“As no statute or rule prescribes a format for evidentiary hearings on jurisdiction, ‘any rational mode of inquiry will do.'” Brown v. Grand Island Mall Holdings, Ltd., No. 09- 3068, 2010 WL 489531, at *2 (D. Neb. Feb. 8, 2010) (quoting Osborn, 918 F.2d at 730). “So long as the court has afforded the parties notice and a fair opportunity to be heard, an evidentiary hearing is unnecessary.” Id. (citing Johnson v. United States, 534 F.3d 958, 964-65 (8th Cir. 2008)).

         “Sovereign immunity is jurisdictional in nature.” F.D.I.C. v. Meyer, 510 U.S. 471, 475 (1994). “Indeed, the ‘terms of [the United States'] consent to be sued in any court define that court's jurisdiction to entertain the suit.'” Id. (quoting United States v. Sherwood, 312 U.S. 584, 586 (1941)); see also Jones v. United States, 16 F.3d 979, 981 (8th Cir 1994) (dismissing a §1983 action where federal actors acted under color of federal law under Fed.R.Civ.P. 12(b)(1)).

         II. Motion to Dismiss Pursuant to Fed. R. Civ. R. 12(b)(6)

         A complaint must contain “a short and plain statement of the claim showing that the pleader is entitled to relief.” Fed.R.Civ.P. 8(a)(2). “[A]lthough a complaint need not include detailed factual allegations, ‘a plaintiff's obligation to provide the grounds of his entitlement to relief requires more than labels and conclusions, and a formulaic recitation of the elements of a cause of action will not do.'” C.N. v. Willmar Pub. Sch., Indep. Sch. Dist. No. 347, 591 F.3d 624, 629-30 (8th Cir. 2010) (quoting Bell Atl. Corp. v. Twombly, 550 U.S. 544, 555 (2007)). “Instead, the complaint must set forth ‘enough facts to state a claim to relief that is plausible on its face.'” Id. at 630 (citing Twombly, 550 U.S. at 570).

         “'A claim has facial plausibility when the plaintiff pleads factual content that allows the court to draw the reasonable inference that the defendant is liable for the misconduct alleged.'” Ritchie v. St. Louis Jewish Light, 630 F.3d 713, 716 (8th Cir. 2011) (quoting Ashcroft v. Iqbal, 556 U.S. 662, 677 (2009)). “'Courts must accept . . . specific factual allegations as true but are not required to accept . . . legal conclusions.” Outdoor Cent., Inc. v., Inc., 643 F.3d 1115, 1120 (8th Cir. 2011) (quoting Brown v. Medtronic, Inc., 628 F.3d 451, 459 (8th Cir. 2010)). “A pleading that merely pleads ‘labels and conclusions,' or a ‘formulaic recitation' of the elements of a cause of action, or ‘naked assertions' devoid of factual enhancement will not suffice.” Hamilton v. Palm, 621 F.3d 816, 817-18 (8th Cir. 2010) (quoting Iqbal, 556 U.S. at 678). The complaint's factual allegations must be “sufficient to ‘raise a right to relief above the speculative level.'” Williams v. Hobbs, 658 F.3d 842, 848 (8th Cir. 2011) (quoting Parhurst v. Tabor, 569 F.3d 861, 865 (8th Cir. 2009)).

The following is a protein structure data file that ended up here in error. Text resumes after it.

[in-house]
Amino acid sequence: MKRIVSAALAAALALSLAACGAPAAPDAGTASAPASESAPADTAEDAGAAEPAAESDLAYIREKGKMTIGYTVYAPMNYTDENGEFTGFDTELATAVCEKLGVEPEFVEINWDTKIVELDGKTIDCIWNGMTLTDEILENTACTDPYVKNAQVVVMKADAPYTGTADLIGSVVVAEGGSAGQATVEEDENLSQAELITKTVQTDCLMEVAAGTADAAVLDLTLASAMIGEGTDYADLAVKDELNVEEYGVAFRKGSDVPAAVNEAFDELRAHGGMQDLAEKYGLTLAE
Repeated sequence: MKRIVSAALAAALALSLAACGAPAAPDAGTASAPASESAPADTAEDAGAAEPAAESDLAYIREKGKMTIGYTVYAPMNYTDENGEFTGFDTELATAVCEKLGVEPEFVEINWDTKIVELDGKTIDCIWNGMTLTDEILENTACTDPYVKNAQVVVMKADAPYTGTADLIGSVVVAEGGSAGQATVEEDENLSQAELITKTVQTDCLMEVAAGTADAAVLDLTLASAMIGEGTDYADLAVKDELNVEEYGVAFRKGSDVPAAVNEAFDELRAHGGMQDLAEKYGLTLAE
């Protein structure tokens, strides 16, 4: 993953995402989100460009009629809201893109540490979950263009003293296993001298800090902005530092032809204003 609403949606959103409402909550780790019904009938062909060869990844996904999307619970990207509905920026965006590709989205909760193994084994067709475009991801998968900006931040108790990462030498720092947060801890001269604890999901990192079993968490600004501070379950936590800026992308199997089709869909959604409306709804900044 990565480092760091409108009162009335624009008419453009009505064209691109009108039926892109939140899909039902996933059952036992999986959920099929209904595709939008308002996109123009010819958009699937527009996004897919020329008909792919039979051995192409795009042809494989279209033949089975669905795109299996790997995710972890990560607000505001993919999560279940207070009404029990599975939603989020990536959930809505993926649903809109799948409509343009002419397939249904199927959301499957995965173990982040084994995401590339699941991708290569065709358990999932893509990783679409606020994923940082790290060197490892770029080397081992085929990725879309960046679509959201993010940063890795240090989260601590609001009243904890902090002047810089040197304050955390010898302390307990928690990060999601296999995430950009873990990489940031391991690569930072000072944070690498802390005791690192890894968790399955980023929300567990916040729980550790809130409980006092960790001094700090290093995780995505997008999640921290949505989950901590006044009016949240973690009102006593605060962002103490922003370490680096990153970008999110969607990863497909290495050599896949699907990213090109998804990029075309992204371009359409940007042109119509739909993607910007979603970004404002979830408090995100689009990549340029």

When ruling on a defendant's motion to dismiss, a judge must rule “on the assumption that all the allegations in the complaint are true, ” and “a well-pleaded complaint may proceed even if it strikes a savvy judge that actual proof of those facts is improbable, and ‘that a recovery is very remote and unlikely.'” Twombly, 550 U.S. at 555 & 556 (quoting Scheuer v. Rhodes, 416 U.S. 232, 236 (1974)). The complaint, however, must still “include sufficient factual allegations to provide the grounds on which the claim rests.” Drobnak v. Andersen Corp., 561 F.3d 778, 783 (8th Cir. 2009).

         Threadbare recitals of the elements of a cause of action, supported by mere conclusory statements, do not suffice.” Iqbal, 556 U.S. at 678 (citing Twombly, 550 U.S. at 555). “Determining whether a complaint states a plausible claim for relief will . . . be a context-specific task that requires the reviewing court to draw on its judicial experience and common sense.” Id. at 679.


         I. Municipal Liability

         A. 42 U.S.C. ยง 1983 ...